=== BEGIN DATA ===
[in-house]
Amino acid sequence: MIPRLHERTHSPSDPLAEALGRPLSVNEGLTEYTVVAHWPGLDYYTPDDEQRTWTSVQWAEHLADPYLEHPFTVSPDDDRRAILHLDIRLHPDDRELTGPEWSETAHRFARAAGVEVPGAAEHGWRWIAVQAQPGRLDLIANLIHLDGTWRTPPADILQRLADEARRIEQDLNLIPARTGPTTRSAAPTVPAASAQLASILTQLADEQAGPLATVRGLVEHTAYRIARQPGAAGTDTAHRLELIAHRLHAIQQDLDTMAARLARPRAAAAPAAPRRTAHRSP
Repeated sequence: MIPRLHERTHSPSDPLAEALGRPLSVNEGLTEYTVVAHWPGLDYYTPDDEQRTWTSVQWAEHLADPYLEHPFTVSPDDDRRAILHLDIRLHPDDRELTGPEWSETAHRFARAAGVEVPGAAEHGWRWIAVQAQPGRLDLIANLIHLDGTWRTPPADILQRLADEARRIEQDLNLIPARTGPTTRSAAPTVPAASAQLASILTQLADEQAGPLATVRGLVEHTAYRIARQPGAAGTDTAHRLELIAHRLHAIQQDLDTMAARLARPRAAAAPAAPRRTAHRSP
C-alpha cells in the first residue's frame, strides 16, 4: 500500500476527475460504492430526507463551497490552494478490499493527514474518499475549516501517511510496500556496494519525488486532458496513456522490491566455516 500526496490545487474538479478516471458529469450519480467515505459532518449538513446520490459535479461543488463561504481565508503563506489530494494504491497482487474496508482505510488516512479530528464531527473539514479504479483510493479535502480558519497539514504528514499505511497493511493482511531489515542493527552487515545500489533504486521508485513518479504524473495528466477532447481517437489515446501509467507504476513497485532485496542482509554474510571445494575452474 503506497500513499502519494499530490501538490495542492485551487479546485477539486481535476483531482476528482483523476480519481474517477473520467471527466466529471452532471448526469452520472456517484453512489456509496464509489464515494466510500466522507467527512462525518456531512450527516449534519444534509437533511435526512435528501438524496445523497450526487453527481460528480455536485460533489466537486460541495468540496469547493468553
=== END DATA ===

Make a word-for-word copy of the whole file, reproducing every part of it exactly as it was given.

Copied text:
[in-house]
Amino acid sequence: MIPRLHERTHSPSDPLAEALGRPLSVNEGLTEYTVVAHWPGLDYYTPDDEQRTWTSVQWAEHLADPYLEHPFTVSPDDDRRAILHLDIRLHPDDRELTGPEWSETAHRFARAAGVEVPGAAEHGWRWIAVQAQPGRLDLIANLIHLDGTWRTPPADILQRLADEARRIEQDLNLIPARTGPTTRSAAPTVPAASAQLASILTQLADEQAGPLATVRGLVEHTAYRIARQPGAAGTDTAHRLELIAHRLHAIQQDLDTMAARLARPRAAAAPAAPRRTAHRSP
Repeated sequence: MIPRLHERTHSPSDPLAEALGRPLSVNEGLTEYTVVAHWPGLDYYTPDDEQRTWTSVQWAEHLADPYLEHPFTVSPDDDRRAILHLDIRLHPDDRELTGPEWSETAHRFARAAGVEVPGAAEHGWRWIAVQAQPGRLDLIANLIHLDGTWRTPPADILQRLADEARRIEQDLNLIPARTGPTTRSAAPTVPAASAQLASILTQLADEQAGPLATVRGLVEHTAYRIARQPGAAGTDTAHRLELIAHRLHAIQQDLDTMAARLARPRAAAAPAAPRRTAHRSP
C-alpha cells in the first residue's frame, strides 16, 4: 500500500476527475460504492430526507463551497490552494478490499493527514474518499475549516501517511510496500556496494519525488486532458496513456522490491566455516 500526496490545487474538479478516471458529469450519480467515505459532518449538513446520490459535479461543488463561504481565508503563506489530494494504491497482487474496508482505510488516512479530528464531527473539514479504479483510493479535502480558519497539514504528514499505511497493511493482511531489515542493527552487515545500489533504486521508485513518479504524473495528466477532447481517437489515446501509467507504476513497485532485496542482509554474510571445494575452474 503506497500513499502519494499530490501538490495542492485551487479546485477539486481535476483531482476528482483523476480519481474517477473520467471527466466529471452532471448526469452520472456517484453512489456509496464509489464515494466510500466522507467527512462525518456531512450527516449534519444534509437533511435526512435528501438524496445523497450526487453527481460528480455536485460533489466537486460541495468540496469547493468553